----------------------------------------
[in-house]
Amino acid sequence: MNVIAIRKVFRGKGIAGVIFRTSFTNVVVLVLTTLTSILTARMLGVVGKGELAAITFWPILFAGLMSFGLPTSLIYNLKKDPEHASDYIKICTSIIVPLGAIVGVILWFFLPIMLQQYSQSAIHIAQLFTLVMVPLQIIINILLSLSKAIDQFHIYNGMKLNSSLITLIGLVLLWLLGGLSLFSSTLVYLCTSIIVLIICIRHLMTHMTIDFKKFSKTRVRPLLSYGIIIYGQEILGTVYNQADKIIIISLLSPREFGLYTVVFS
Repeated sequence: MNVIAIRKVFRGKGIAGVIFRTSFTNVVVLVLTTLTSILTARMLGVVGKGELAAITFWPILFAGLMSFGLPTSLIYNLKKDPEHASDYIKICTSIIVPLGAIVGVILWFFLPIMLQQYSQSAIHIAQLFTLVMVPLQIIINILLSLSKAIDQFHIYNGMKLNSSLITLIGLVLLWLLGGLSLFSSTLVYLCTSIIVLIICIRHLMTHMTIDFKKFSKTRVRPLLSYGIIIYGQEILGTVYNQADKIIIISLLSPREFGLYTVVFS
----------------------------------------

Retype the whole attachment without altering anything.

[in-house]
Amino acid sequence: MNVIAIRKVFRGKGIAGVIFRTSFTNVVVLVLTTLTSILTARMLGVVGKGELAAITFWPILFAGLMSFGLPTSLIYNLKKDPEHASDYIKICTSIIVPLGAIVGVILWFFLPIMLQQYSQSAIHIAQLFTLVMVPLQIIINILLSLSKAIDQFHIYNGMKLNSSLITLIGLVLLWLLGGLSLFSSTLVYLCTSIIVLIICIRHLMTHMTIDFKKFSKTRVRPLLSYGIIIYGQEILGTVYNQADKIIIISLLSPREFGLYTVVFS
Repeated sequence: MNVIAIRKVFRGKGIAGVIFRTSFTNVVVLVLTTLTSILTARMLGVVGKGELAAITFWPILFAGLMSFGLPTSLIYNLKKDPEHASDYIKICTSIIVPLGAIVGVILWFFLPIMLQQYSQSAIHIAQLFTLVMVPLQIIINILLSLSKAIDQFHIYNGMKLNSSLITLIGLVLLWLLGGLSLFSSTLVYLCTSIIVLIICIRHLMTHMTIDFKKFSKTRVRPLLSYGIIIYGQEILGTVYNQADKIIIISLLSPREFGLYTVVFS